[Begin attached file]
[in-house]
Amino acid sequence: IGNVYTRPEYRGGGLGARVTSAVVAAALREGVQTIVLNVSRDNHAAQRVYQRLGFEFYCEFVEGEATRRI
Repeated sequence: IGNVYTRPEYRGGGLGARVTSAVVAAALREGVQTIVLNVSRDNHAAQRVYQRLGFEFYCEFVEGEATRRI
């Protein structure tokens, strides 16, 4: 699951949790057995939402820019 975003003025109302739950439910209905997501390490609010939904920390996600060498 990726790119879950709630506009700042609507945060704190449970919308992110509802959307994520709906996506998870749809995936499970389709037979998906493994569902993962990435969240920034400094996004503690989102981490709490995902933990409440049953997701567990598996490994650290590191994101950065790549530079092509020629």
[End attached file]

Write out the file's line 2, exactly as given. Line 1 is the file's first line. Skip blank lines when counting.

Amino acid sequence: IGNVYTRPEYRGGGLGARVTSAVVAAALREGVQTIVLNVSRDNHAAQRVYQRLGFEFYCEFVEGEATRRI